ess.sans.beam_center_finder.beam_center#

ess.sans.beam_center_finder.beam_center(data, data_monitors, direct_monitors, wavelength_bins, q_bins, gravity=False, minimizer='Nelder-Mead', tolerance=0.1)#

Find the beam center of a SANS scattering pattern. Description of the procedure:

1. obtain an initial guess by computing the center-of-mass of the pixels, weighted by the counts on each pixel

2. from that initial guess, divide the panel into 4 quadrants

3. compute $$I(Q)$$ inside each quadrant and compute the residual difference between all 4 quadrants

4. iteratively move the centre position and repeat 2. and 3. until all 4 $$I(Q)$$ curves lie on top of each other

Parameters
Returns

Tuple[Variable, Variable] – The beam center position as a vector.

Notes

We record here the thought process we went through during the writing of this algorithm. This information is important for understanding why the beam center finding is implemented the way it is, and should be considered carefully before making changes to the logic of the algorithm.

Use a + cut, not an X cut

The first idea for implementing the beam center finder was to cut the detector panel into 4 wedges using a cross (X) shape. This is what Mantid does, and seemed natural, because the offsets when searching for the beam center would be applied along the horizontal and vertical directions. This worked well on square detector panels (like the SANS2D detector), but on rectangular detectors, the north and south wedges ended up holding many less pixels than the east and west panels. More pixels means more contributions to a particular $$Q$$ bin, and comparing the $$I(Q)$$ curves in the 4 wedges was thus not possible. We therefore divided the detector panel into 4 quadrants using a + cut instead. Note that since we are looking at an isotropic scattering pattern, the shape of the cut (and the number of quadrants) should not matter for the resulting shapes of the $$I(Q)$$ curves.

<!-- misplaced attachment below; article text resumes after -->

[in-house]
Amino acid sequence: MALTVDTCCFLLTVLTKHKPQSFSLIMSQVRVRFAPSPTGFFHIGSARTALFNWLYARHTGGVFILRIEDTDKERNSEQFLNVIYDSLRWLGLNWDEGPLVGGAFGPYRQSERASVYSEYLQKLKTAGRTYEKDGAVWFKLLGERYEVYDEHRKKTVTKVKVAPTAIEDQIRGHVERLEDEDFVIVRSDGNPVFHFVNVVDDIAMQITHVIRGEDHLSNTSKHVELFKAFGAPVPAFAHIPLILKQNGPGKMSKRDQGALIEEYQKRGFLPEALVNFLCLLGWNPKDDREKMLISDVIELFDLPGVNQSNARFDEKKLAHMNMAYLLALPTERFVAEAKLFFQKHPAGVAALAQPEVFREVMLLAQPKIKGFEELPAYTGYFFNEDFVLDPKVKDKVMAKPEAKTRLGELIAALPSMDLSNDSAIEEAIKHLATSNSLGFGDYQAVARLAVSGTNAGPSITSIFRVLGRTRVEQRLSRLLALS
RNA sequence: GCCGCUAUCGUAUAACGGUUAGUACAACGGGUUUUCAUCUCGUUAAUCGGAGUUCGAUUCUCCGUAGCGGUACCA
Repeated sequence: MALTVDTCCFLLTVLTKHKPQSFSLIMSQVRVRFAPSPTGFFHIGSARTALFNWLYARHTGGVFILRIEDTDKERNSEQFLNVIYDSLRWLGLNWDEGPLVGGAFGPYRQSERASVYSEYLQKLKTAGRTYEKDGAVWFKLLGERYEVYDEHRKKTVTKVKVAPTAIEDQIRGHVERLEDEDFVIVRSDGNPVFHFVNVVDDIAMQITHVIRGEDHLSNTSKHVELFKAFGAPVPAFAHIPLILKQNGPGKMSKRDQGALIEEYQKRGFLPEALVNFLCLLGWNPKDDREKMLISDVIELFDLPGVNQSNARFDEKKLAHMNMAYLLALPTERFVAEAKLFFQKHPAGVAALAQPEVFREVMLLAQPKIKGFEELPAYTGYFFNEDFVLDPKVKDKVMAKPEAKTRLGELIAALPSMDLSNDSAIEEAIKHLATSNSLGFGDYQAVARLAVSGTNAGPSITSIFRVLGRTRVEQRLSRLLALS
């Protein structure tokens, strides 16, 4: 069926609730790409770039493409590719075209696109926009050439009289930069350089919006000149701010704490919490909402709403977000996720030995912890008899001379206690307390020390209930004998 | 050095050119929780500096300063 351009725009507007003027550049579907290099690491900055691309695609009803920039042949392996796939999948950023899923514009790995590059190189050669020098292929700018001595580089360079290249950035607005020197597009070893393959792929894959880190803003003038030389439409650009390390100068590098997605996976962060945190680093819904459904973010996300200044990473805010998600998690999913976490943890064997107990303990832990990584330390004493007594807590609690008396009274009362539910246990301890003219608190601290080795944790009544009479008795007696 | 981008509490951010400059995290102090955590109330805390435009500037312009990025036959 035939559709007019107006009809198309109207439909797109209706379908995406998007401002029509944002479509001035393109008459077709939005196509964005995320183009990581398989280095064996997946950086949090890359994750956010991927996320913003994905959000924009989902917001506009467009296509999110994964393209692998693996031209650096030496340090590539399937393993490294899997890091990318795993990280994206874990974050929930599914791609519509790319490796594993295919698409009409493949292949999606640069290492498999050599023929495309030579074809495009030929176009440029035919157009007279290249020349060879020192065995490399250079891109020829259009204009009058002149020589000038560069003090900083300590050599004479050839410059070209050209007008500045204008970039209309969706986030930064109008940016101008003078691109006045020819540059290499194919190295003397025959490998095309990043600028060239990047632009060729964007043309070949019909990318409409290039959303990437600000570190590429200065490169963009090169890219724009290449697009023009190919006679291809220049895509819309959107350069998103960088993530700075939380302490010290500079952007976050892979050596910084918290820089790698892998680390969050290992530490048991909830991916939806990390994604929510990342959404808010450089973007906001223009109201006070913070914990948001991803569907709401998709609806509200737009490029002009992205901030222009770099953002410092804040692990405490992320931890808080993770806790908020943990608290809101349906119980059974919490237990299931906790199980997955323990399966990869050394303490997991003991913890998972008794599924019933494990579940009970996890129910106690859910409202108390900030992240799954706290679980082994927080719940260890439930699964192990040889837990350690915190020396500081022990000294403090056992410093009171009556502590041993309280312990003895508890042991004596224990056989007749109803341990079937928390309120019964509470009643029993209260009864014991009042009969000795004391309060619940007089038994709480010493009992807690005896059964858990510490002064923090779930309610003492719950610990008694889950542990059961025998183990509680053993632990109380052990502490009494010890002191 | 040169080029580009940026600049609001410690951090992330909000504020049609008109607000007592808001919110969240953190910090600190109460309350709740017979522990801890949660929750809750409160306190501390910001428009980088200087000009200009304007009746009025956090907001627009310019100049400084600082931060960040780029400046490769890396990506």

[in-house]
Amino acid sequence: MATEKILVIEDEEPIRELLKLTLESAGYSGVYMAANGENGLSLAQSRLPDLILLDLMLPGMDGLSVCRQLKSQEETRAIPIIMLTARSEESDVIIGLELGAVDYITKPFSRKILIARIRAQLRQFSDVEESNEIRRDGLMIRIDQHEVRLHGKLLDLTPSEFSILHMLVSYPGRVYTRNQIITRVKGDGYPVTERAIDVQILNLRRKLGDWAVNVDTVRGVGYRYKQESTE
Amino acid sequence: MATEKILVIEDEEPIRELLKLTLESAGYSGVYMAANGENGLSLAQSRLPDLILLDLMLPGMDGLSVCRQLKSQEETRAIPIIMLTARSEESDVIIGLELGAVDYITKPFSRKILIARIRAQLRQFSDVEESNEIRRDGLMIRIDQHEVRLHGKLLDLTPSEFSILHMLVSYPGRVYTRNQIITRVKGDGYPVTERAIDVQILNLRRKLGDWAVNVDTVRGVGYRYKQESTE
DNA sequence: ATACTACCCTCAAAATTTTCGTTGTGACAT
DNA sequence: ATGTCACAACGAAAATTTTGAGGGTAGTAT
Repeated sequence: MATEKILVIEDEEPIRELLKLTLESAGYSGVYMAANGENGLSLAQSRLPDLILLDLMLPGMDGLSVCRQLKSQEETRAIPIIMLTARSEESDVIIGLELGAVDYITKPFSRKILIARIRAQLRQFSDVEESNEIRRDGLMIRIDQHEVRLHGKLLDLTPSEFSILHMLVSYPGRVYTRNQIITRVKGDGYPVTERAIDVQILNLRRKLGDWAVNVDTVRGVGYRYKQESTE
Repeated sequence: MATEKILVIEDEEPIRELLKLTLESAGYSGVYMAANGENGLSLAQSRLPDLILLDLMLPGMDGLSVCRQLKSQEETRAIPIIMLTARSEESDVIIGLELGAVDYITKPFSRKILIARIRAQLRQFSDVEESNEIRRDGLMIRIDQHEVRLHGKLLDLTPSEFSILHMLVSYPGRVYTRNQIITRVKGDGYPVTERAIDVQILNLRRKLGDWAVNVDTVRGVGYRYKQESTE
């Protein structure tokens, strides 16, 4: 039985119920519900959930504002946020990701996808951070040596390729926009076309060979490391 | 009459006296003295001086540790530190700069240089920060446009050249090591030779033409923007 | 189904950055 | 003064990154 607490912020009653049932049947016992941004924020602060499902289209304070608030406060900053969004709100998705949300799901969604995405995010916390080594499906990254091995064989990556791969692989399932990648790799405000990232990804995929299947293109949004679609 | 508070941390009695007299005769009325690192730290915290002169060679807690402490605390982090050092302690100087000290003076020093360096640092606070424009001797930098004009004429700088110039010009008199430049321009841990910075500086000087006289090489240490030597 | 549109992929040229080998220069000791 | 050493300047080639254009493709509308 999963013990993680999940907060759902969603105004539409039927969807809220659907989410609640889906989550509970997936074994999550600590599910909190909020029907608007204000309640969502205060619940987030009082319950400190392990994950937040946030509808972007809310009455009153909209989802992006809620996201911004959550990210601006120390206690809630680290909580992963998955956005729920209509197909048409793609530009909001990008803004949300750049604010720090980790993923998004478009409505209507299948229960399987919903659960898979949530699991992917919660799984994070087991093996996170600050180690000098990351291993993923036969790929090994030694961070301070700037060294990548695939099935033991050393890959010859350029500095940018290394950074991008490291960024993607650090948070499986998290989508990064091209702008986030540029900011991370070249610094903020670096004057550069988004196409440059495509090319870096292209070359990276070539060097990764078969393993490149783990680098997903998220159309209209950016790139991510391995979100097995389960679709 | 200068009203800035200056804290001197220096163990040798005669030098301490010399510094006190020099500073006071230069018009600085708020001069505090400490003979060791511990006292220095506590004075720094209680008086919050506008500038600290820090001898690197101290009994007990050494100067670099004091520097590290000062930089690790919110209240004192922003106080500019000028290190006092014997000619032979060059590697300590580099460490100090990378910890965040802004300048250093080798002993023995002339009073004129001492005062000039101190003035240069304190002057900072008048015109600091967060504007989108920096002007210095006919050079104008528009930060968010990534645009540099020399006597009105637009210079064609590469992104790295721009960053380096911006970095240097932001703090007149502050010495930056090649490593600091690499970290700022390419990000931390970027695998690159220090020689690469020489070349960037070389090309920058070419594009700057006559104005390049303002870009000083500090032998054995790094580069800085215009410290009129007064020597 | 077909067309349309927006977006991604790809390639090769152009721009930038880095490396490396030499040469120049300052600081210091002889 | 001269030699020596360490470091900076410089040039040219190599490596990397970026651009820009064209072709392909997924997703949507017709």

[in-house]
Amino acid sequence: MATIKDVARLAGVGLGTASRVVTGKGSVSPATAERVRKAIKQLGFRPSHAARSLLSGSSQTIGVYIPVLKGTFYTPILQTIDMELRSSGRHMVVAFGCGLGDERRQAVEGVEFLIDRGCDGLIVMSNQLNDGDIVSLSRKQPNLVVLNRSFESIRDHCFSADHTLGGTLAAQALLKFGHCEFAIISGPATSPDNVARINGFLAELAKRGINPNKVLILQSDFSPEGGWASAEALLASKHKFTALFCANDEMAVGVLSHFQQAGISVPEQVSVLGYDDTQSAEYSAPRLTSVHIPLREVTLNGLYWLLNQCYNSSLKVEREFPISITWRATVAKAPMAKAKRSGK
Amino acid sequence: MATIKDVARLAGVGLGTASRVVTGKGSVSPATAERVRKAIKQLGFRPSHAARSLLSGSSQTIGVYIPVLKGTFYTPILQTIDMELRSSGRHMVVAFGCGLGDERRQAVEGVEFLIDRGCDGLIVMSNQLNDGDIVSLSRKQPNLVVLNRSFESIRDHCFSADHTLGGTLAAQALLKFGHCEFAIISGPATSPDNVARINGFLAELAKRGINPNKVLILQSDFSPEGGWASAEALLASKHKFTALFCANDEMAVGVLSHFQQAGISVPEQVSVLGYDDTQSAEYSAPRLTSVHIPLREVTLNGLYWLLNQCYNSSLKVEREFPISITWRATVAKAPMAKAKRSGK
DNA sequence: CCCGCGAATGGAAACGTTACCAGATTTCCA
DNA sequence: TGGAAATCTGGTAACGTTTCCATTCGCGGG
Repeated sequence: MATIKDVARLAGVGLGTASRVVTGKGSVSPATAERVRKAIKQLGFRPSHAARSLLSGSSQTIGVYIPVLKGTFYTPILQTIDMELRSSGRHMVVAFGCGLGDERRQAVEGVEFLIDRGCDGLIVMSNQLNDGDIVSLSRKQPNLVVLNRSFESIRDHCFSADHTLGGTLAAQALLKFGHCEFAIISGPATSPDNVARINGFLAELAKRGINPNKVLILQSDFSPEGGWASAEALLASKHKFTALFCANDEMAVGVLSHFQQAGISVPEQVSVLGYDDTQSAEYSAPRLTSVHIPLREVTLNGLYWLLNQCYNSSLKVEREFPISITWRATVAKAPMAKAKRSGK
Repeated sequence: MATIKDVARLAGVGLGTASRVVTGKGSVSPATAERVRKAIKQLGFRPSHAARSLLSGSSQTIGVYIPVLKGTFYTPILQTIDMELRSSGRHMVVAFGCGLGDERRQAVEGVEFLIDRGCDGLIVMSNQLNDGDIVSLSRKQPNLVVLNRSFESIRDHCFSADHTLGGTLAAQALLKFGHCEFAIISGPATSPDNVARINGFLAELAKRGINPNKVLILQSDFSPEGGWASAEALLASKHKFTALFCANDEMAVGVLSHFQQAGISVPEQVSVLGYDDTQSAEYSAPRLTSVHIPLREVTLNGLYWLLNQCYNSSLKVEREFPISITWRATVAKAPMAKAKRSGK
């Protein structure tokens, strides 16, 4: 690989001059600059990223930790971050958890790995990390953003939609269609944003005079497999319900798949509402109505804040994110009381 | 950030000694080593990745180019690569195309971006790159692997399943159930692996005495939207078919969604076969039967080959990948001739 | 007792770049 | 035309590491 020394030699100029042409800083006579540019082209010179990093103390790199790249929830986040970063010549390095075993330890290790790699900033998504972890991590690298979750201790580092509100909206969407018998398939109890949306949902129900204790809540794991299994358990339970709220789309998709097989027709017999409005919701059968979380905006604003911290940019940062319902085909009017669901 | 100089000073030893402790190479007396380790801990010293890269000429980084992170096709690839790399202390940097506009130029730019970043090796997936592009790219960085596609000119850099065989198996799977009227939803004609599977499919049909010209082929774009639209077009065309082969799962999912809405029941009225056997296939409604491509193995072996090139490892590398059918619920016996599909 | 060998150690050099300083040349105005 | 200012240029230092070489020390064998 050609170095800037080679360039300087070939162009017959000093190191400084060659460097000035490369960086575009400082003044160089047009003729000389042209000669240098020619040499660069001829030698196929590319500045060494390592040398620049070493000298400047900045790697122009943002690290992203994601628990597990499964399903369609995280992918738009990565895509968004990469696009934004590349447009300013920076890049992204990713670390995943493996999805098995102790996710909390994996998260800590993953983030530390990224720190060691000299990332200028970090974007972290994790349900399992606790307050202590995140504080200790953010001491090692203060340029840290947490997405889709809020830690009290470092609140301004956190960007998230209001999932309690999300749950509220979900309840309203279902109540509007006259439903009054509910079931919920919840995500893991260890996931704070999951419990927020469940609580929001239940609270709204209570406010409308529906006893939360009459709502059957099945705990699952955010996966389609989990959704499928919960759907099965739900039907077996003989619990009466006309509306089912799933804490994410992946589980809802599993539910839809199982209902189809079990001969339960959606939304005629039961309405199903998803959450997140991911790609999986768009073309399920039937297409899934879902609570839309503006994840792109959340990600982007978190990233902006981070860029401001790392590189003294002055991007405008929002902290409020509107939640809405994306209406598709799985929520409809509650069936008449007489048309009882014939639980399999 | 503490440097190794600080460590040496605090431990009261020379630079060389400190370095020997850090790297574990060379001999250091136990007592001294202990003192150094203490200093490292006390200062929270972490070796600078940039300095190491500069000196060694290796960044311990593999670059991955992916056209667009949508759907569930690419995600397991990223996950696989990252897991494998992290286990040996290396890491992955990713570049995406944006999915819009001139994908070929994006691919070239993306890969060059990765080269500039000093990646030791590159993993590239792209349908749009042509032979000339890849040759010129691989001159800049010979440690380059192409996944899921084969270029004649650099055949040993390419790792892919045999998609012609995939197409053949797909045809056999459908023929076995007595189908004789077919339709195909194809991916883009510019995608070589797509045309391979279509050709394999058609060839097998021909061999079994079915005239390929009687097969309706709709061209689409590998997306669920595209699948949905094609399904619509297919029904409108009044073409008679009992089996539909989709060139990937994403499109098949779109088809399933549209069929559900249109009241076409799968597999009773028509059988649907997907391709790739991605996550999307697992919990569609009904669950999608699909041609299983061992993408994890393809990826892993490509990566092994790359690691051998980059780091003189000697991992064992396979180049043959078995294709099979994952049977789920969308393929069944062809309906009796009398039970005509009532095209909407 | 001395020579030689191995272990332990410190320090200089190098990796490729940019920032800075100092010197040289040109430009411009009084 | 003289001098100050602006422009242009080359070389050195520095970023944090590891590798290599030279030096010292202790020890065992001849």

The first attempt at implementing the beam center finder was to only compute the raw counts as a function of $Q$ for the sample run, and not compute any normalization term. The idea was that even though this would change the shape of the $$I(Q)$$ curve, because we were looking at isotropic scattering, it would change the shape of the curve isotropically, thus still allowing us to find the center when the curves in all 4 quadrants overlap. The motivation for this was to save computational cost.
After discovering the issue that using a X shaped cut for dividing the detector panel would yield different contributions to $$I(Q)$$ in the different wedges, we concluded that some normalization was necessary. The first version was to simply sum the counts in each quadrant and use this to normalize the counts for each intensity curve.
This was, however, not sufficient in cases where masks are applied to the detector pixels. It is indeed very common to mask broken pixels, as well as the region of the detector where the sample holder is casting a shadow. Such a sample holder will not appear in all 4 quadrants, and because it spans a range of scattering ($$2{\theta}$$) angles, it spans a range of $$Q$$ bins.
All this means that we in fact need to perform a reduction as close as possible to the full $$I(Q)$$ reduction in each of the 4 quadrants to achieve a reliable result. We write ‘as close as possible’ because In the full $$I(Q)$$ reduction, there is a term $$D({\lambda})$$ in the normalization called the ‘direct beam’ which gives the efficiency of the detectors as a function of wavelength. Because finding the beam center is required to compute the direct beam in the first place, we do not include this term in the computation of $$I(Q)$$ for finding the beam center. This changes the shape of the $$I(Q)$$ curve, but since it changes it in the same manner for all $${\phi}$$ angles, this does not affect the results for finding the beam center.